Greetings

3 years ago

https://www.duolingo.com/rev_ero

The answer is no you can't.

3 years ago

https://www.duolingo.com/zaragorti
zaragorti
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I disagree with the other replies. This is a valid translation although it would sound slightly archaic in spoken English.

2 years ago

https://www.duolingo.com/rev_ero

“One would say” no significa “unu ĝi dirus” (eso así escrito no significa realmente nada). “Oni diras” signifca “se dice”, “dicen”. Yo “one would say” lo traduciría “mi dirus” o quizá “oni povus diri” pero de esto último no estoy seguro porque no conozco todos los matices que puede tener esa frase. En cualquier caso el would del inglés se corresponde, en general, con la terminación -us del esperanto.

3 years ago

https://www.duolingo.com/.Christian.
.Christian.
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Hi rev_ero, I do not know why, I wrote "ĝi", the sentence would be wrong like that, but
Unu=Oni, they are synonyms therefore I can interchange them.

"Unu dirus = One would say"

"Oni diras = It says or they say"

"Oni dirus = It'd say or They'd say"

Oni povus diris, we are changin' the modal verb of this sentence "Would" to "Could", although It can be a possibility, the translation that has been asked was with "would"

Oni = They/One/It

Unu = A/one

I hope this help, but If the info is bad, please correct me, thanks

Greetins and luck

Bye

3 years ago

https://www.duolingo.com/rev_ero

You can't say unu instead of oni. When you say unu you are speaking about a specific person even if you don't know that person, but no about yourself or about people in general as with oni.

Think about this:

Oni iras per ĉi tiu vojo = “Pesonoj/iuj iras per…” aŭ eble “Mi iras per…”

Unu iras per ĉi tiu vojo = Nur unu (persono aŭ kio ajn) iras per…

If you can read esperanto, read this: http://bertilow.com/pmeg/gramatiko/nombroj/vortetoj/unu_specialaj_uzoj.html It's about the special uses of unu. “Oni” is not in there with that meaning.

3 years ago

https://www.duolingo.com/.Christian.
.Christian.
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Hi rev_ero, thanks, I see that I was unaware of the nuances of these articles, thanks you have cleared my idea up.

Greetings

3 years ago

https://www.duolingo.com/Fantomius
Fantomius
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This sentence enforces the difference between "la franca" (the French language) and "Francio" (France).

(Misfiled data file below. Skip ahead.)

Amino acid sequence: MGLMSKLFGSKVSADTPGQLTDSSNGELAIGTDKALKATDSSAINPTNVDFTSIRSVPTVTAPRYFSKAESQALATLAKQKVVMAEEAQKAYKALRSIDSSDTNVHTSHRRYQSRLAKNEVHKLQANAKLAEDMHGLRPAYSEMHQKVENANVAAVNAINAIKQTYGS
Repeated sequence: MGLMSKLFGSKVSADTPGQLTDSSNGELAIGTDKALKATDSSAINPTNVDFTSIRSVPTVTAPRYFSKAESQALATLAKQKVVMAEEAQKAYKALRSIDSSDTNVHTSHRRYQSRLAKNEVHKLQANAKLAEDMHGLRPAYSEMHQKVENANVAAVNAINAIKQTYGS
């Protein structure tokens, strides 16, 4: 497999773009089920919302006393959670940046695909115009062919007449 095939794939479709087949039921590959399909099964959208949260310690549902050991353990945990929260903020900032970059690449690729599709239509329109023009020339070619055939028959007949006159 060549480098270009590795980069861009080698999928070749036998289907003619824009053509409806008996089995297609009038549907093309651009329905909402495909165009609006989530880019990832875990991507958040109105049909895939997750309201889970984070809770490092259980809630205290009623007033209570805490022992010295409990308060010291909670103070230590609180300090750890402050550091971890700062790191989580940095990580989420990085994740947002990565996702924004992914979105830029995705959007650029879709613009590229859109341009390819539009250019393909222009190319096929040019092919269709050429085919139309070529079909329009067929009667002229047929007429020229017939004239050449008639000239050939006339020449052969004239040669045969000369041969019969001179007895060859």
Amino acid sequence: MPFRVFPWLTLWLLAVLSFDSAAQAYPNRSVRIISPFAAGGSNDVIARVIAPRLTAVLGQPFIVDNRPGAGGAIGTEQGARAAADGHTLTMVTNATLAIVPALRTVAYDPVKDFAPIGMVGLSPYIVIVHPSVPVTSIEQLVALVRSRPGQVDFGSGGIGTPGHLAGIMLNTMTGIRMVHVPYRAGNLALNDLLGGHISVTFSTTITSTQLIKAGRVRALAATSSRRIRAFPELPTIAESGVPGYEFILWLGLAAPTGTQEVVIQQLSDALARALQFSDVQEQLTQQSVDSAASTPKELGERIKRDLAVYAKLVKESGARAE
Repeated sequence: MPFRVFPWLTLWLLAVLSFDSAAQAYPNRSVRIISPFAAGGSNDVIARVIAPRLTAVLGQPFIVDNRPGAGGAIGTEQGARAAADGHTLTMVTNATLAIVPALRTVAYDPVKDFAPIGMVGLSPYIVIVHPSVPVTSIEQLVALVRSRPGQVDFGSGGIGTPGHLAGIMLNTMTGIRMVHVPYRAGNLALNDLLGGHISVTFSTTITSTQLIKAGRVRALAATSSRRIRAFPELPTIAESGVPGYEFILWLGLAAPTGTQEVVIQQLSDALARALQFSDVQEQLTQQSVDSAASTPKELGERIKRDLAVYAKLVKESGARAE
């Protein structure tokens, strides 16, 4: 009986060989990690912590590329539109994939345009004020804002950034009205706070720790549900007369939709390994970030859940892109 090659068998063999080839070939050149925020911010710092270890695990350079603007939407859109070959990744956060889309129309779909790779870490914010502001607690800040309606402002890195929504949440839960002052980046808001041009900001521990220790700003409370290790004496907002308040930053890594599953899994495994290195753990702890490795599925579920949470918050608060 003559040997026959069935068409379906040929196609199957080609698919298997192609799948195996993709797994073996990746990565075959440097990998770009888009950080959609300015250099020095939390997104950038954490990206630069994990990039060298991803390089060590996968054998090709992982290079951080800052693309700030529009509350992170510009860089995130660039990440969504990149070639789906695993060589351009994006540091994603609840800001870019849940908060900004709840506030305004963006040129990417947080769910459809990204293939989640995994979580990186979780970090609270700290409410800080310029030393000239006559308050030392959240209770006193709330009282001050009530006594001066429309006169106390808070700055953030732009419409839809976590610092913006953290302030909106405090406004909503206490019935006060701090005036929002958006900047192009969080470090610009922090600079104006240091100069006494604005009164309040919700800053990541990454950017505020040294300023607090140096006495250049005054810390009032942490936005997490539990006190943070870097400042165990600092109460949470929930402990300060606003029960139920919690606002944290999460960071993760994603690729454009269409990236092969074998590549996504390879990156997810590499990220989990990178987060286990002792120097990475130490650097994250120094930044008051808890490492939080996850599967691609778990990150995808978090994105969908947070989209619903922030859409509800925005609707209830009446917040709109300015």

2 years ago

https://www.duolingo.com/Kalil_
Kalil_
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Oni = On in French.

2 years ago

https://www.duolingo.com/SabinWright
SabinWright
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Does "oni" have the same applications as "se" in Spanish? Like an inparticular, generalized "They"?

1 year ago

https://www.duolingo.com/northernguy
northernguy
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No. There are answers to your question already posted on this page.

1 year ago

https://www.duolingo.com/Rafel91812
Rafel91812
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Beauty is a subjetive issue, so speaking of beautiful languages it depens on our previous mother language or culture. I think green color is more beautiful than blue!!!! It' s only my opinion, no sense!!

11 months ago

https://www.duolingo.com/arhop2
arhop2
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Why does la franca not have an n, I assume this sentence is speaking about the french language?

8 months ago

https://www.duolingo.com/domathnick

That's because "la franca [lingvo]" is used as the subject in the dependent clause "ke la franca estas bela." Thus we use the nominative case instead of the accusative case, and no "n" is added at the end.

5 months ago

https://www.duolingo.com/L3xisPlex
L3xisPlex
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The spoken language yes. The grammar is a nightmare. Esperanto is better, since it's beautiful in both regards.

6 months ago

https://www.duolingo.com/Oromolearner

what is ke for

2 months ago

https://www.duolingo.com/4oh4
4oh4
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Sounds like they are saying "ke la franca" as a single word, which makes it sound more like "kilafranca".

3 years ago

https://www.duolingo.com/JohnJuanGiovanni

Could you say "ili diras" instead of "oni diras?"

3 years ago

https://www.duolingo.com/amwils3

I think translating it word for word to english would make it the same sentence but "oni" is used in the same way we would say "they say there will be a cure for cancer soon".

In english we say "they" in that context but there is no reference to who "they" is/are. There is a difference between "They look good" and "They say it'll rain tomorrow." In the second sentence "they" is really just a filler instead of saying "leading meteorologists agree" or "It is agreed upon by all local news stations."

3 years ago

https://www.duolingo.com/JohnJuanGiovanni

Thanks!

3 years ago